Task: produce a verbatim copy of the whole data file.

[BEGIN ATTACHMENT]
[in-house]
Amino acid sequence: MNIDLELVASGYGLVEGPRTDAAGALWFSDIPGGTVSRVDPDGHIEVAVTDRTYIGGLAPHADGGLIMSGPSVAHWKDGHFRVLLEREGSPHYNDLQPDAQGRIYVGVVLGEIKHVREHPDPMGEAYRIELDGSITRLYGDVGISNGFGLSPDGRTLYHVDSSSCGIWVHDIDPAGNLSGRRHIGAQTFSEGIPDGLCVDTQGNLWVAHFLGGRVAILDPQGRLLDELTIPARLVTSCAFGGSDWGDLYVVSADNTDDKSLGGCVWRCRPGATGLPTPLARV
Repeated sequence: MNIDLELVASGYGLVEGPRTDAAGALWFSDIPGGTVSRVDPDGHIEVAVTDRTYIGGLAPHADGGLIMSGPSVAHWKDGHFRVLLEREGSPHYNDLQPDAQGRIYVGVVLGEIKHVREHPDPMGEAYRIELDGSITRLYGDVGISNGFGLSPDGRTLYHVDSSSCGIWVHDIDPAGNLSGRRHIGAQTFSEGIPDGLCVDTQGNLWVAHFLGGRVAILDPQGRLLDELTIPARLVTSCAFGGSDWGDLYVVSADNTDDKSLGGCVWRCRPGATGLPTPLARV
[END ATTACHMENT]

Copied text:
[in-house]
Amino acid sequence: MNIDLELVASGYGLVEGPRTDAAGALWFSDIPGGTVSRVDPDGHIEVAVTDRTYIGGLAPHADGGLIMSGPSVAHWKDGHFRVLLEREGSPHYNDLQPDAQGRIYVGVVLGEIKHVREHPDPMGEAYRIELDGSITRLYGDVGISNGFGLSPDGRTLYHVDSSSCGIWVHDIDPAGNLSGRRHIGAQTFSEGIPDGLCVDTQGNLWVAHFLGGRVAILDPQGRLLDELTIPARLVTSCAFGGSDWGDLYVVSADNTDDKSLGGCVWRCRPGATGLPTPLARV
Repeated sequence: MNIDLELVASGYGLVEGPRTDAAGALWFSDIPGGTVSRVDPDGHIEVAVTDRTYIGGLAPHADGGLIMSGPSVAHWKDGHFRVLLEREGSPHYNDLQPDAQGRIYVGVVLGEIKHVREHPDPMGEAYRIELDGSITRLYGDVGISNGFGLSPDGRTLYHVDSSSCGIWVHDIDPAGNLSGRRHIGAQTFSEGIPDGLCVDTQGNLWVAHFLGGRVAILDPQGRLLDELTIPARLVTSCAFGGSDWGDLYVVSADNTDDKSLGGCVWRCRPGATGLPTPLARV